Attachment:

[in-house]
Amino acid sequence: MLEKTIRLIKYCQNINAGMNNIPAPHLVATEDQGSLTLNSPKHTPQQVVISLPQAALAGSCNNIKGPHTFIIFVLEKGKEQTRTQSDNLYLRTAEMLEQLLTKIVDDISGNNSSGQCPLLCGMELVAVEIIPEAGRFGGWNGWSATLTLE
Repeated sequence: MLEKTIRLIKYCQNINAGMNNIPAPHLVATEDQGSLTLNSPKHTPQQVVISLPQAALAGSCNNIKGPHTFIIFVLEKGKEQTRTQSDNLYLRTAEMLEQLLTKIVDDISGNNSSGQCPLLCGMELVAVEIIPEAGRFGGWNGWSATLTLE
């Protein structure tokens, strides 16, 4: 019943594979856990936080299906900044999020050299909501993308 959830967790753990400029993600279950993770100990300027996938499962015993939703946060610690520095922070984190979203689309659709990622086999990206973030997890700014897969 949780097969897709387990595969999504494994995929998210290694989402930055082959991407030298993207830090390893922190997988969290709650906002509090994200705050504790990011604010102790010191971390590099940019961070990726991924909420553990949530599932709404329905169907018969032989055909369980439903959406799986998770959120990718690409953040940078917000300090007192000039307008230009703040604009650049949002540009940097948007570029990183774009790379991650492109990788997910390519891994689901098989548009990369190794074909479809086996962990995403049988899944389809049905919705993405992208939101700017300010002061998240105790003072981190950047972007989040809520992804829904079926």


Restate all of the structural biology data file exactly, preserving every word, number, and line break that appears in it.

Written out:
[in-house]
Amino acid sequence: MLEKTIRLIKYCQNINAGMNNIPAPHLVATEDQGSLTLNSPKHTPQQVVISLPQAALAGSCNNIKGPHTFIIFVLEKGKEQTRTQSDNLYLRTAEMLEQLLTKIVDDISGNNSSGQCPLLCGMELVAVEIIPEAGRFGGWNGWSATLTLE
Repeated sequence: MLEKTIRLIKYCQNINAGMNNIPAPHLVATEDQGSLTLNSPKHTPQQVVISLPQAALAGSCNNIKGPHTFIIFVLEKGKEQTRTQSDNLYLRTAEMLEQLLTKIVDDISGNNSSGQCPLLCGMELVAVEIIPEAGRFGGWNGWSATLTLE
């Protein structure tokens, strides 16, 4: 019943594979856990936080299906900044999020050299909501993308 959830967790753990400029993600279950993770100990300027996938499962015993939703946060610690520095922070984190979203689309659709990622086999990206973030997890700014897969 949780097969897709387990595969999504494994995929998210290694989402930055082959991407030298993207830090390893922190997988969290709650906002509090994200705050504790990011604010102790010191971390590099940019961070990726991924909420553990949530599932709404329905169907018969032989055909369980439903959406799986998770959120990718690409953040940078917000300090007192000039307008230009703040604009650049949002540009940097948007570029990183774009790379991650492109990788997910390519891994689901098989548009990369190794074909479809086996962990995403049988899944389809049905919705993405992208939101700017300010002061998240105790003072981190950047972007989040809520992804829904079926």